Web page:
Barnes & Noble considering selling Nook business
Barnes & Noble said Thursday that it is evaluating the possible sale of its growing Nook e-reader and tablet business, which hit a record level of sales over the holiday season.
"We see substantial value in what we've built with our Nook business in only two years, and we believe it's the right time to investigate our options to unlock that value," said William Lynch, Barnes & Noble's chief executive, in a statement. "In Nook, we've established one of the world's best retail platforms for the sale of digital copyright content. We have a large and growing installed base of millions of satisfied customers buying digital content from us, and we have a Nook business that's growing rapidly year-over-year and should be approximately $1.5 billion in comparable sales this fiscal year."
"Between continued projected growth in the U.S., and the opportunity for Nook internationally in the next 12 months, we expect the business to continue to scale rapidly for the foreseeable future," Lynch said.
Shareholder's weren't particularly pleased Thursday with the idea of spinning off Barnes & Noble's Nook business into a separate company or selling the Nook unit altogether.
Shares of the New York-based company fell about 20% on the news of a possible spin off, which also came alongside word that the bookstore chain also expects "full year losses per share to be in a range of $1.40 to $1.10."
Holiday sales at Barnes & Noble retail stores rose 2.5%, to about $1.2 billion, over the last nine weeks of 2011 when compared with the same period in 2010. Meanwhile, during that period, sales of Nook devices and digital content rose 43% from a year earlier.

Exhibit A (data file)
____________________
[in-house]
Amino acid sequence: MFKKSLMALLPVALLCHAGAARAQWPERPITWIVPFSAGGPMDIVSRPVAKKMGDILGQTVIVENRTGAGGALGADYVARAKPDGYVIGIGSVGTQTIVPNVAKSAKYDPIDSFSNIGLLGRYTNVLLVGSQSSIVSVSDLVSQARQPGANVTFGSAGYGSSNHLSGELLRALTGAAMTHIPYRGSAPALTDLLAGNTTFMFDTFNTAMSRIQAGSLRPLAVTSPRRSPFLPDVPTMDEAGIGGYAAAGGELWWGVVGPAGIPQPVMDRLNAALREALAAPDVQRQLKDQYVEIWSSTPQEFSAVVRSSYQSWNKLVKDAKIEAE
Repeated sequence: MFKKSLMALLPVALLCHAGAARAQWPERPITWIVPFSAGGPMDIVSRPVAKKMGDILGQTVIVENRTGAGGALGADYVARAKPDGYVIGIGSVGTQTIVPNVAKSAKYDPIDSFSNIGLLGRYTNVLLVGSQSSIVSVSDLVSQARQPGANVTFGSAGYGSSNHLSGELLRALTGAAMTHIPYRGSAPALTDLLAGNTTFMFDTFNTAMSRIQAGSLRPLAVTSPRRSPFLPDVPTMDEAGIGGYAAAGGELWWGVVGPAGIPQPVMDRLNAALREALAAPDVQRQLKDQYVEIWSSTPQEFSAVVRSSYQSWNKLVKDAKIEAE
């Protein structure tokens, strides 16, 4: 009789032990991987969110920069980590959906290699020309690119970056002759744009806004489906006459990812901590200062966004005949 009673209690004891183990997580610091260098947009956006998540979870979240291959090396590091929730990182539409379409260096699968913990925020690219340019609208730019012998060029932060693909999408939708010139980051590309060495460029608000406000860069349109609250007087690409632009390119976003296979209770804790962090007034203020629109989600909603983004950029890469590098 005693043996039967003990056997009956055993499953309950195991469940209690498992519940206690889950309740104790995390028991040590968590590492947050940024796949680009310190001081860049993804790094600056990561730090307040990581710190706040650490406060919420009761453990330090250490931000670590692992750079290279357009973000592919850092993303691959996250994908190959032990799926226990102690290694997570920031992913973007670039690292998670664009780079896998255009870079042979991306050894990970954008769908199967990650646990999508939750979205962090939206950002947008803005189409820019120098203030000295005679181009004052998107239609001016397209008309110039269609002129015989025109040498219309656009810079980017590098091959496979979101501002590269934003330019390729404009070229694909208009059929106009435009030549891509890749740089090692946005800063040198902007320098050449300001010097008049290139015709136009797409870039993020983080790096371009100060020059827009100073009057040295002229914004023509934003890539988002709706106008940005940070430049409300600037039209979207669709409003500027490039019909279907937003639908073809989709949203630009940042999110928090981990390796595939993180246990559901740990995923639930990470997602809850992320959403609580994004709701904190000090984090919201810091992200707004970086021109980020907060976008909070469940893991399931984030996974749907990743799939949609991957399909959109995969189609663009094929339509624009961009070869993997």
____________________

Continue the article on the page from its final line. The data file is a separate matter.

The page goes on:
The company also said it was "in discussions with strategic partners including publishers, retailers, and technology companies in international markets that may lead to expansion of the Nook business abroad."
As for how long Barnes & Noble will take to decide just what it will or won't do with its Nook unit, the bookseller isn't saying.
"There can be no assurance that the review of a potential separation of the Nook digital business will result in a separation," Barnes & Noble said. "There is no timetable for the review, and the company does not intend to comment further regarding the review, unless and until a decision is made."
Barnes & Noble didn't release specific sales numbers for Nook devices, or for the sale of Nook e-books, apps and other digital content, but it did say that even in that segment of its company there is some mixed performance.
For the last nine weeks of 2011, digital content sales grew 113% from the same period 2010 and overall sales of Nook devices were up 70% from a year earlier, setting a new holiday record for the company.
But sales of the Nook Tablet "exceeded expectations, while sales of Nook Simple Touch lagged expectations, indicating a stronger customer preference for color devices," Barnes & Noble said.
[Updated 5:19 p.m.: Barnes & Noble fell Thursday $2.32, or 17%, to close at $11.23 per share.]
-- Nathan Olivarez-Giles
Photo: Barnes & Noble Nook Tablet. Credit: Armand Emamdjomeh/Los Angeles Times